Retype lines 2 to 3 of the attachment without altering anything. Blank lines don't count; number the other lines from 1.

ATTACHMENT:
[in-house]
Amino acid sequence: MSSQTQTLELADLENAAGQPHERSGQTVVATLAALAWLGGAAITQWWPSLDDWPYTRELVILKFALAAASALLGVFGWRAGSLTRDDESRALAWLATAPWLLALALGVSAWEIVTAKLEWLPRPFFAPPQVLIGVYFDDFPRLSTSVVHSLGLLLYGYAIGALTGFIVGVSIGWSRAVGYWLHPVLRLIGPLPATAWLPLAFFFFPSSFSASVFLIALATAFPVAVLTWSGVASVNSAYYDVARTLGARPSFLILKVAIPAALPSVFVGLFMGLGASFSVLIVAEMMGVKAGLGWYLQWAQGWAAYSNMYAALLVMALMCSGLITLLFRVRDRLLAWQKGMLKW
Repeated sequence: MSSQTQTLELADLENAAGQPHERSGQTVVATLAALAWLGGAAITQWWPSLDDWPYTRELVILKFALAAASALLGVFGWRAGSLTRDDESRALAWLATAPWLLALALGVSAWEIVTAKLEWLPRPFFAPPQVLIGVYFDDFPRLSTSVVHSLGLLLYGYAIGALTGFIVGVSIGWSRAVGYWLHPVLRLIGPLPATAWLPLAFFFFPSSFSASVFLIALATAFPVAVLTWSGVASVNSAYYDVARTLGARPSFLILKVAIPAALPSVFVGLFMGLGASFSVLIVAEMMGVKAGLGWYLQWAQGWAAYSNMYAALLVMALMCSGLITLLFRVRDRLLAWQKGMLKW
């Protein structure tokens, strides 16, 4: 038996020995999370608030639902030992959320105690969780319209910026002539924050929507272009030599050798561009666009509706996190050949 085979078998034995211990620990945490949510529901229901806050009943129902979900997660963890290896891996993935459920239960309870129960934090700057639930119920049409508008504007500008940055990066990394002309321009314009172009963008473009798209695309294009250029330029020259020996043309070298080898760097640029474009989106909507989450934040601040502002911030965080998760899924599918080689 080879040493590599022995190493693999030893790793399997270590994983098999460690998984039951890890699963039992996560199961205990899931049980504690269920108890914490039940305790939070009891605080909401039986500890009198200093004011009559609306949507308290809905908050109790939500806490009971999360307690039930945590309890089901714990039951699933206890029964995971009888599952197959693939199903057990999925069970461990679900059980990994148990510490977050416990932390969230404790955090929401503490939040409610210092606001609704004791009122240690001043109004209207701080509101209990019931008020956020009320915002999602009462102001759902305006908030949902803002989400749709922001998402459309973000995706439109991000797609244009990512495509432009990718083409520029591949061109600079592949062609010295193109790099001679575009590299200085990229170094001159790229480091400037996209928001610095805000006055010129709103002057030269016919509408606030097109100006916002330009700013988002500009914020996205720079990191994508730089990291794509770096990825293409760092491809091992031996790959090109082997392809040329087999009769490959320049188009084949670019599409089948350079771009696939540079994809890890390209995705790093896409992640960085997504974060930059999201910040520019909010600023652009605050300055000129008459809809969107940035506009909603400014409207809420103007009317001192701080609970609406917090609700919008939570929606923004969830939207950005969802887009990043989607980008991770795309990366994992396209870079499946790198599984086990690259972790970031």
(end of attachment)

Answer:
Amino acid sequence: MSSQTQTLELADLENAAGQPHERSGQTVVATLAALAWLGGAAITQWWPSLDDWPYTRELVILKFALAAASALLGVFGWRAGSLTRDDESRALAWLATAPWLLALALGVSAWEIVTAKLEWLPRPFFAPPQVLIGVYFDDFPRLSTSVVHSLGLLLYGYAIGALTGFIVGVSIGWSRAVGYWLHPVLRLIGPLPATAWLPLAFFFFPSSFSASVFLIALATAFPVAVLTWSGVASVNSAYYDVARTLGARPSFLILKVAIPAALPSVFVGLFMGLGASFSVLIVAEMMGVKAGLGWYLQWAQGWAAYSNMYAALLVMALMCSGLITLLFRVRDRLLAWQKGMLKW
Repeated sequence: MSSQTQTLELADLENAAGQPHERSGQTVVATLAALAWLGGAAITQWWPSLDDWPYTRELVILKFALAAASALLGVFGWRAGSLTRDDESRALAWLATAPWLLALALGVSAWEIVTAKLEWLPRPFFAPPQVLIGVYFDDFPRLSTSVVHSLGLLLYGYAIGALTGFIVGVSIGWSRAVGYWLHPVLRLIGPLPATAWLPLAFFFFPSSFSASVFLIALATAFPVAVLTWSGVASVNSAYYDVARTLGARPSFLILKVAIPAALPSVFVGLFMGLGASFSVLIVAEMMGVKAGLGWYLQWAQGWAAYSNMYAALLVMALMCSGLITLLFRVRDRLLAWQKGMLKW